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reply to post by jrkelly77
 


The picture that showed up in the corner was a picture of an index finger, that was very close in resemblance to my index finger.



posted on May, 31 2012 @ 03:14 PM
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reply to post by thehoneycomb
 


Just as a point of interest, Biometric fingerprint recognition is impossible on todays (as yet anyway) mainstream devices.

They are capacitive touch screens and simply respond to the change of capacitance by distorting the electro-static field.


A capacitive touchscreen panel consists of an insulator such as glass, coated with a transparent conductor such as indium tin oxide (ITO).[12][13] As the human body is also an electrical conductor, touching the surface of the screen results in a distortion of the screen's electrostatic field, measurable as a change in capacitance. Different technologies may be used to determine the location of the touch. The location is then sent to the controller for processing. Unlike a resistive touchscreen, one cannot use a capacitive touchscreen through most types of electrically insulating material, such as gloves; one requires a special capacitive stylus, or a special-application glove with an embroidered patch of conductive thread passing through it and contacting the user's fingertip. This disadvantage especially affects usability in consumer electronics, such as touch tablet PCs and capacitive smartphones in cold weather.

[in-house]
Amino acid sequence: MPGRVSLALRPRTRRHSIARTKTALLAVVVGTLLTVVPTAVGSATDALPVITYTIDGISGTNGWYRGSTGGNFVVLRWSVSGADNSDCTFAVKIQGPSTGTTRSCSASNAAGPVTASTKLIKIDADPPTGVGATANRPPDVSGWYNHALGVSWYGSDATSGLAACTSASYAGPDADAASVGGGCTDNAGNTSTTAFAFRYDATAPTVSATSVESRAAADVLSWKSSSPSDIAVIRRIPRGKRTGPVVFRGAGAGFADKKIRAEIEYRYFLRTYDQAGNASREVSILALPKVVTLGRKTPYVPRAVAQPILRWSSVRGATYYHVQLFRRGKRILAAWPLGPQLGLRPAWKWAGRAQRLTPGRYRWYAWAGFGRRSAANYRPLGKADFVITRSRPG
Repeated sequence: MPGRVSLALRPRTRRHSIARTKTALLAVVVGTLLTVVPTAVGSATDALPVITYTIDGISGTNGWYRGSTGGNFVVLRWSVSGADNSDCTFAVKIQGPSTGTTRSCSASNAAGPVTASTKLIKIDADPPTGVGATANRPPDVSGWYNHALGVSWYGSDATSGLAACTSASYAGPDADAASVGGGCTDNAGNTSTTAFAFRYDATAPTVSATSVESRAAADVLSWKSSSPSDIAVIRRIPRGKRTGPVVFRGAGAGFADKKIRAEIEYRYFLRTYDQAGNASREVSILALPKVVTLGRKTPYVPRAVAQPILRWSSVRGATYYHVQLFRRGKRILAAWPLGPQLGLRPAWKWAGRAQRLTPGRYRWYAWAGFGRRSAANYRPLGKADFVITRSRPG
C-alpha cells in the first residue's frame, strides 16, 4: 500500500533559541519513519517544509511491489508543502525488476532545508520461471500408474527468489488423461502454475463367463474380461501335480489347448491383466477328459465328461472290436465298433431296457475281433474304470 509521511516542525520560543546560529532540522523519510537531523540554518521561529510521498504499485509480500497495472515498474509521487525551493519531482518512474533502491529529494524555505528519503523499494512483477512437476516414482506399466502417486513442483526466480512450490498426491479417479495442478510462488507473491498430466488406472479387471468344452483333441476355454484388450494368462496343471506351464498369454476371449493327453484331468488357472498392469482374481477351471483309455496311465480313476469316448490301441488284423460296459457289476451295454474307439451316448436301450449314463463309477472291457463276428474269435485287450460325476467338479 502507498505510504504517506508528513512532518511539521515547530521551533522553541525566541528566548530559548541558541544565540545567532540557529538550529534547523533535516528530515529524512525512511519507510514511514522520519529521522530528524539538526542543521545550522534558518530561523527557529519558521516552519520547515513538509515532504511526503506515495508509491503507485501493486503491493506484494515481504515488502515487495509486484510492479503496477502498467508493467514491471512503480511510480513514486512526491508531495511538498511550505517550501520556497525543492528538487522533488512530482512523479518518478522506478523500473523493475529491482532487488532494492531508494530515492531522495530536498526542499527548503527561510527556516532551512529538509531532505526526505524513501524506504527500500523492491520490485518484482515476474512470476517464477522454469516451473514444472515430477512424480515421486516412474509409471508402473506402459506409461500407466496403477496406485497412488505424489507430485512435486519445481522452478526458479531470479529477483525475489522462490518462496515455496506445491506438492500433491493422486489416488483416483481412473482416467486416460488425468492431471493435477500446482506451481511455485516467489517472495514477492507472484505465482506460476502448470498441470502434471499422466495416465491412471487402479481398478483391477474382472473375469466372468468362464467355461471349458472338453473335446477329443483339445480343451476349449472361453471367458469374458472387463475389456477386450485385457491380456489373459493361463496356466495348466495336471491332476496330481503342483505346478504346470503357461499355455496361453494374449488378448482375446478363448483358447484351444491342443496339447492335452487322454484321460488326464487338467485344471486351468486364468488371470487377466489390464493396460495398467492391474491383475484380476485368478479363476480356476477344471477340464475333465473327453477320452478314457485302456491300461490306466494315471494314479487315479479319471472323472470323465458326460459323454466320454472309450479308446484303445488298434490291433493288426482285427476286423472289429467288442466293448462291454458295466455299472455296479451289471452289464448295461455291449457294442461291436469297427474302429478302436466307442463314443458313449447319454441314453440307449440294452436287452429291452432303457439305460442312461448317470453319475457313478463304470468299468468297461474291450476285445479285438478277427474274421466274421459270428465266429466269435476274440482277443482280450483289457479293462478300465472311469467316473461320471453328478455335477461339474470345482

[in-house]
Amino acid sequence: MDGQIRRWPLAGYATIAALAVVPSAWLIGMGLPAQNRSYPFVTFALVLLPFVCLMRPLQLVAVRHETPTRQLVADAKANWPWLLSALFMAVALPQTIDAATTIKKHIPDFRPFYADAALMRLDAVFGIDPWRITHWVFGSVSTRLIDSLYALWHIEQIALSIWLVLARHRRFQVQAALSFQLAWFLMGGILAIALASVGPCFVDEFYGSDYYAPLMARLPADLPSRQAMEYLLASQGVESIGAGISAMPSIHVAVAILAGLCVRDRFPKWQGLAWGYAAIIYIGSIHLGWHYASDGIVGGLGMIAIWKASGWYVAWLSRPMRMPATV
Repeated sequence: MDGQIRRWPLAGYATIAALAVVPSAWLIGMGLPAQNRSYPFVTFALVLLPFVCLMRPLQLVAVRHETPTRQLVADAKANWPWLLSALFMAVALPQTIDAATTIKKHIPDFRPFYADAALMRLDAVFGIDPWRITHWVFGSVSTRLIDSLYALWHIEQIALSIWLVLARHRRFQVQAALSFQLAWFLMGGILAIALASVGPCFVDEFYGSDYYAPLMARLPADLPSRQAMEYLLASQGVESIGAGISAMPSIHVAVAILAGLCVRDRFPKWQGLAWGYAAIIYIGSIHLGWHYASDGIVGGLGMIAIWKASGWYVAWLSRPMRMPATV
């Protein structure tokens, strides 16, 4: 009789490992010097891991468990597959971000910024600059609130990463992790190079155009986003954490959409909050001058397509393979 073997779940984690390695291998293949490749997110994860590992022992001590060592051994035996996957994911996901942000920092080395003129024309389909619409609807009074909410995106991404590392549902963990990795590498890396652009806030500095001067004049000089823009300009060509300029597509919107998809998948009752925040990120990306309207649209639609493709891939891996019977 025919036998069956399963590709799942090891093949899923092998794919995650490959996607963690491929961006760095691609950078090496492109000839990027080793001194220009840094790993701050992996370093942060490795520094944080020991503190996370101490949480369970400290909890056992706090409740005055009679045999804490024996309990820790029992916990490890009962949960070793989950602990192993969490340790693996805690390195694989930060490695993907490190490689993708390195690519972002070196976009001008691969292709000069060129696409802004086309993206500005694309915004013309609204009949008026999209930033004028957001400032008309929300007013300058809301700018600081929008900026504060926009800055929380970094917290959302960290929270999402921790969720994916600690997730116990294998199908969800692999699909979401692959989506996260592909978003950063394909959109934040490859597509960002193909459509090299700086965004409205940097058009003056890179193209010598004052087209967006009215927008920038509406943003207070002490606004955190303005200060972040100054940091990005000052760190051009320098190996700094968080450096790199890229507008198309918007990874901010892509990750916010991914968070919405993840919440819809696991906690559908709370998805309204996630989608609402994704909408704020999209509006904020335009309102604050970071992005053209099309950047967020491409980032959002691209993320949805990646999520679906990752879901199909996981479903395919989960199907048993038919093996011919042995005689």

Link for Above



posted on May, 31 2012 @ 03:19 PM
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reply to post by alphabetaone
 


Ok humor me for a minute. I don't know if thats true or not. But isn't there an app, that won't let you unlock the iPhone without a fingerprint scan? Again, I have not used the app, so I can not verify that, but if true that blows your theory out.



posted on May, 31 2012 @ 03:27 PM
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reply to post by thehoneycomb
 


I can tell you for certain it is true.

Read the Wiki page I linked. Plus read your owners manual, they are capacitive touch screens.